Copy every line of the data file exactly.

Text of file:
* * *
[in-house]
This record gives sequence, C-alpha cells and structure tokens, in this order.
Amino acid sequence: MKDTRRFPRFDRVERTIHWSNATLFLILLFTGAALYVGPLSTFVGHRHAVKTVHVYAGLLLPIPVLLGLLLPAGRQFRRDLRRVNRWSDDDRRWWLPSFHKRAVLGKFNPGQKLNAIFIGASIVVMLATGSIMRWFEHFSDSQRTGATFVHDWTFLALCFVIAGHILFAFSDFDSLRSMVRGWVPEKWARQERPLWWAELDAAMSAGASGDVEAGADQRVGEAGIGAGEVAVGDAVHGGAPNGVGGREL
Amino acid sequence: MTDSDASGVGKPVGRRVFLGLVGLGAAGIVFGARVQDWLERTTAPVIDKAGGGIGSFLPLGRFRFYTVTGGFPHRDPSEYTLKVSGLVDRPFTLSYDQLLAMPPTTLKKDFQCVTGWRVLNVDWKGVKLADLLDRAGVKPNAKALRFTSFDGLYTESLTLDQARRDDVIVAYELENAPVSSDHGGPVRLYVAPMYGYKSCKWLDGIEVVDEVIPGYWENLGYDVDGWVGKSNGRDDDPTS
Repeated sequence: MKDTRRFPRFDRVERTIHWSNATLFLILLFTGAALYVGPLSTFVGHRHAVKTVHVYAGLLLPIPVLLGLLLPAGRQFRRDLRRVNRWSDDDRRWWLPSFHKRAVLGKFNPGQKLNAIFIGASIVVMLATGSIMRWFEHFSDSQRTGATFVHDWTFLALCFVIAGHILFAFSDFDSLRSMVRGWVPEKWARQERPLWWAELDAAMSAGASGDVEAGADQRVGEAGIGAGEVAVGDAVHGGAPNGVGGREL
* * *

[in-house]
This record gives sequence, C-alpha cells and structure tokens, in this order.
Amino acid sequence: MKDTRRFPRFDRVERTIHWSNATLFLILLFTGAALYVGPLSTFVGHRHAVKTVHVYAGLLLPIPVLLGLLLPAGRQFRRDLRRVNRWSDDDRRWWLPSFHKRAVLGKFNPGQKLNAIFIGASIVVMLATGSIMRWFEHFSDSQRTGATFVHDWTFLALCFVIAGHILFAFSDFDSLRSMVRGWVPEKWARQERPLWWAELDAAMSAGASGDVEAGADQRVGEAGIGAGEVAVGDAVHGGAPNGVGGREL
Amino acid sequence: MTDSDASGVGKPVGRRVFLGLVGLGAAGIVFGARVQDWLERTTAPVIDKAGGGIGSFLPLGRFRFYTVTGGFPHRDPSEYTLKVSGLVDRPFTLSYDQLLAMPPTTLKKDFQCVTGWRVLNVDWKGVKLADLLDRAGVKPNAKALRFTSFDGLYTESLTLDQARRDDVIVAYELENAPVSSDHGGPVRLYVAPMYGYKSCKWLDGIEVVDEVIPGYWENLGYDVDGWVGKSNGRDDDPTS
Repeated sequence: MKDTRRFPRFDRVERTIHWSNATLFLILLFTGAALYVGPLSTFVGHRHAVKTVHVYAGLLLPIPVLLGLLLPAGRQFRRDLRRVNRWSDDDRRWWLPSFHKRAVLGKFNPGQKLNAIFIGASIVVMLATGSIMRWFEHFSDSQRTGATFVHDWTFLALCFVIAGHILFAFSDFDSLRSMVRGWVPEKWARQERPLWWAELDAAMSAGASGDVEAGADQRVGEAGIGAGEVAVGDAVHGGAPNGVGGREL